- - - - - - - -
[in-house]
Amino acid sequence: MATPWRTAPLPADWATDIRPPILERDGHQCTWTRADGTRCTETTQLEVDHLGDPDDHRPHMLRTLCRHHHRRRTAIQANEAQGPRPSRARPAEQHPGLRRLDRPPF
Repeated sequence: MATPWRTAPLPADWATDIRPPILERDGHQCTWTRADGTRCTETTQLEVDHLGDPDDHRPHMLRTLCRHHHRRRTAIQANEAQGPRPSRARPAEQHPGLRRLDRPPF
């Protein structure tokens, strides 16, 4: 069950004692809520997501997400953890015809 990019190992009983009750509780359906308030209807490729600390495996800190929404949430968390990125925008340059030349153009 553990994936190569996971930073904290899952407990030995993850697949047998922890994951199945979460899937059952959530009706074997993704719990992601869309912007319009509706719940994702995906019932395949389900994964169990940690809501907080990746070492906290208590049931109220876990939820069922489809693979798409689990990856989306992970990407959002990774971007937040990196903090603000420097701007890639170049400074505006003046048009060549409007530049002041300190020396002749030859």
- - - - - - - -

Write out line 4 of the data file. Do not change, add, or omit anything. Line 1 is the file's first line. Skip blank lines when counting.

């Protein structure tokens, strides 16, 4: 069950004692809520997501997400953890015809 990019190992009983009750509780359906308030209807490729600390495996800190929404949430968390990125925008340059030349153009 553990994936190569996971930073904290899952407990030995993850697949047998922890994951199945979460899937059952959530009706074997993704719990992601869309912007319009509706719940994702995906019932395949389900994964169990940690809501907080990746070492906290208590049931109220876990939820069922489809693979798409689990990856989306992970990407959002990774971007937040990196903090603000420097701007890639170049400074505006003046048009060549409007530049002041300190020396002749030859």